"It is going to be worst for refining, with huge, new capacity emerging in Asia and the Middle East between 2014 and 2017. . . People will struggle. Essentially, Asia will be in surplus, so products will have to be transported to Europe and the US," he added.

On the impact on Singapore refiners, Dr Fesharaki said: "Don't look for growth."

"If they manage to keep running and don't close, that's success already," he added, saying that Japan for instance is closing 1.4 million barrels per day capacity.

"Singapore's advantage is its location. Besides, for the biggies here, Singapore is part of their global (supply) system."

Meanwhile, in its bid to increase competitiveness and add value to its refineries, ExxonMobil is building a US$500 million ultra-low sulphur diesel plant here, while Singapore Refining Company is mulling over a US$300 million-US$400 million "green" petrol expansion plus a base oil plant investment.

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Malaysia: Enforcement officers foil bid to smuggle snakes and turtles to Hong Kong

The Star 5 May 12;

A SHIPMENT declared as papayas was found to contain hundreds of cobras and freshwater turtles worth some RM110,000 meant for the “cooking pot” in Hong Kong.

The animals were rescued by the Wildlife and National Parks Department in a joint raid with the Malaysian Quarantine and Inspection Services at the Kuala Lumpur Airport Services’ (KLAS) local cargo complex in Batu Maung, Penang.

Wildlife department’s Penang director Jamalun Nasir Ibrahim said the 555 cobras and 171 turtles, worth some RM110,000, were found inside 80 polystyrene boxes which were mixed among 100 boxes of papayas in a container.

He said the shipment was declared as papayas and was destined for Hong Kong.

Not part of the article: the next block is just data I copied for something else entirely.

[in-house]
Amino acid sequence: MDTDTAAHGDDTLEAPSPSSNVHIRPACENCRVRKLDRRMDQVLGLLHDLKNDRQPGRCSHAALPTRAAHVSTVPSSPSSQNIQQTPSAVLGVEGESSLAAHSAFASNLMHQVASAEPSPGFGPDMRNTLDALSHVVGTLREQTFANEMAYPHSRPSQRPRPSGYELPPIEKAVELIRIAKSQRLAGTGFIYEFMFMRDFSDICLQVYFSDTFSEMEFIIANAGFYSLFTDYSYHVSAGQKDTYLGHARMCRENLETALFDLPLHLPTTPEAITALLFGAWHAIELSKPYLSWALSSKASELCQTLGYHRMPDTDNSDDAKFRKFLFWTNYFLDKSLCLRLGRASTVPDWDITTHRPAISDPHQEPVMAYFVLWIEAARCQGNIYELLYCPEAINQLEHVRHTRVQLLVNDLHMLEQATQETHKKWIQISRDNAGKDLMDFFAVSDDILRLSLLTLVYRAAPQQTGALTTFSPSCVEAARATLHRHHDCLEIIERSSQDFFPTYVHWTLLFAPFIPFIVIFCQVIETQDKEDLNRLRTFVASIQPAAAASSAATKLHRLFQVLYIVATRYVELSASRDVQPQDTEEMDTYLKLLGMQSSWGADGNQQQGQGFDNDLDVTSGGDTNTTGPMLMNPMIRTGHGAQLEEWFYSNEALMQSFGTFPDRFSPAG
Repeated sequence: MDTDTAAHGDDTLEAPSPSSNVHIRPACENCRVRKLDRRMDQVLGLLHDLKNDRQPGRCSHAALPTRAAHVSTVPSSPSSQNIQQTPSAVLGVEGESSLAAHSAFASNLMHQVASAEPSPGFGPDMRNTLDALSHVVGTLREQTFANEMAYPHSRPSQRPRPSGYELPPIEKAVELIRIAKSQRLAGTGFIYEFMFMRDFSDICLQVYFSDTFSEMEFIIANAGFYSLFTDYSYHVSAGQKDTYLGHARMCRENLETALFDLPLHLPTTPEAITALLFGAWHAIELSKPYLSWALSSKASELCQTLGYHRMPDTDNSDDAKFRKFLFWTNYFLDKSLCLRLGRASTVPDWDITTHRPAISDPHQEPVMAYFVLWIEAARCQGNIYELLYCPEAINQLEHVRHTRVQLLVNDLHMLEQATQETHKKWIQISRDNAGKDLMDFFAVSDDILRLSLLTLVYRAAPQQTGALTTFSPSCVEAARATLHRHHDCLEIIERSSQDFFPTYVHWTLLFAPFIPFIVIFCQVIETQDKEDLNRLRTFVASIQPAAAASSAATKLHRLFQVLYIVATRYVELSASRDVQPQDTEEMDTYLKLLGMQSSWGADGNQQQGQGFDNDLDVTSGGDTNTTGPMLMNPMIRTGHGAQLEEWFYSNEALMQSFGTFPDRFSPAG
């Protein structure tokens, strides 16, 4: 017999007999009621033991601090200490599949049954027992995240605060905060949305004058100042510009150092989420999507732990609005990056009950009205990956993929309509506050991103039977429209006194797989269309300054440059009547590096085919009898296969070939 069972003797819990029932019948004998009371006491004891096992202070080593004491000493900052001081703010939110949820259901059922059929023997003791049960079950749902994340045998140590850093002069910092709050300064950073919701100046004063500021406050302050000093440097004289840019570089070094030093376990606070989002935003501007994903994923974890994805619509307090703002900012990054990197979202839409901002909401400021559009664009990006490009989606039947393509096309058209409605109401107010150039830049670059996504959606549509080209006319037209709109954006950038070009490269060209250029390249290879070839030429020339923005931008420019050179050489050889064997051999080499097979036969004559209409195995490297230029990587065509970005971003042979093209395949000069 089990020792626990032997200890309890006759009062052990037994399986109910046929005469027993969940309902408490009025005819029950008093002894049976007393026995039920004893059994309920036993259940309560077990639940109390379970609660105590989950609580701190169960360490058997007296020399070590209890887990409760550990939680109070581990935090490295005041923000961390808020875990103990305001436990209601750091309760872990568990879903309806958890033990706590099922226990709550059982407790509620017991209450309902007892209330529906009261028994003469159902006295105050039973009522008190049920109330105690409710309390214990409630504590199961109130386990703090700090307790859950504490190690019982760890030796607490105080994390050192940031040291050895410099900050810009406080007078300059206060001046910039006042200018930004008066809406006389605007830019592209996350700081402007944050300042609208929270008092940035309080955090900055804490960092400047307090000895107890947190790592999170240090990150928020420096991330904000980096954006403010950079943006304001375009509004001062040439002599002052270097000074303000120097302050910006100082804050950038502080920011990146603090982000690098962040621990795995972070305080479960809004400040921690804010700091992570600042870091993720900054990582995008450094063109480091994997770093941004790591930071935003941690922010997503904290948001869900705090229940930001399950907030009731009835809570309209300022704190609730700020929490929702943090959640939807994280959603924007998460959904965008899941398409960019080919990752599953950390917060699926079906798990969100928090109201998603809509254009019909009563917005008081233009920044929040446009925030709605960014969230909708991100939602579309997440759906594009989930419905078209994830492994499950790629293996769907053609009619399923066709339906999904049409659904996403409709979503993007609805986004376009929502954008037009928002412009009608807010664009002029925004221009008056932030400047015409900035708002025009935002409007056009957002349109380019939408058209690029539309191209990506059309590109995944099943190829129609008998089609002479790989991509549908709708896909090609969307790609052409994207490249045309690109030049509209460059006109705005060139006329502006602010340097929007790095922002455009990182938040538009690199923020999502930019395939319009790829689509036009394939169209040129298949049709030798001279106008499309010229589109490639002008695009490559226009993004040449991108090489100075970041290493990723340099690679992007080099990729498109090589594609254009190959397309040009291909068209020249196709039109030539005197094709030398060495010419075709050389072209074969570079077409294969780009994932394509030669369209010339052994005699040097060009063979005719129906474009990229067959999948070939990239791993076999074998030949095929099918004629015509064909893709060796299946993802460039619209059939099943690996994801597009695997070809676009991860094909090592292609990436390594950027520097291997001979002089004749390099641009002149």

He said the driver of the lorry carrying the container was arrested during the raid at about 4.30am on Wednesday.

“We arrested the driver, in his 40s, to facilitate our investigation to track down the mastermind,” Jamalun told a press conference at the department’s office in Jalan Gurdwara yesterday.

He said he believed a syndicate was behind the smuggling of the animals — the giant Asian pond turtle (heosemys grandis) which is a type of freshwater turtle and the monocellate cobra (naja kaouthia).

“We believe the animals were to be smuggled out to meet the demand for exotic animal dishes,” he added.

Jamalun said the cobras could fetch a market price of more than RM200 for the bigger ones and about RM80 for smaller ones while the turtles cost about RM200 each.

He said both species were listed under Appendix II of the Convention of International Trade of Species which means that their trade are only permitted with an appropriate export permit and certificate of origin.

He said the papayas in the shipment were harvested from a farm in Kedah, according to the shipment’s document.

Jamalun said the case was being investigated under Section 10 of the International Trade in Endangered Species Act 2008 that carries a fine of not more than RM100,000 for each animal but not more than RM1mil in aggregate, or a maximum seven-year jail term or both.

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Kalimantan Species Put At Risk: Researcher

Tunggadewa Mattangkilang Jakarta Globe 4 May 12;

Balikpapan, East Kalimantan. The planned expansion of the Kariangau industrial estate in Balikpapan poses a serious threat to the survival of local species such as the proboscis monkey and sun bear, an environmentalist warned on Thursday.

Stanislav Lhota, a researcher from the University of South Bohemia in the Czech Republic, said the expansion of the zone from 2,189 hectares to 5,130 hectares would result in large areas of land being developed, even if the expanded area was classified as open green space.

“What will happen is we will have a fragmentation of the habitats of endangered species such as the orangutan, proboscis monkey and sun bear, which can’t survive in small fragments of forest,” he said. “It will also give access to poachers and illegal loggers, and most crucially to land speculators.”

Lhota, who has been in Balikpapan for five years, said land speculators were already at work in the affected area, clearing land right up to the border of the Wain River Reserve, a protected area.

He said that in addition to the loss of habitat, the expansion of the industrial estate up to Balikpapan Bay would also lead to an increase in pollution and wastewater discharge into the coastal area, threatening the small local population of the Irrawaddy dolphin.

There are just 80 of the dolphins left in the area and around 1,300 proboscis monkeys, Lhota said.

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Thailand: Drought threatens Thai Map Ta Phut industrial estate

Reuters 4 May 12;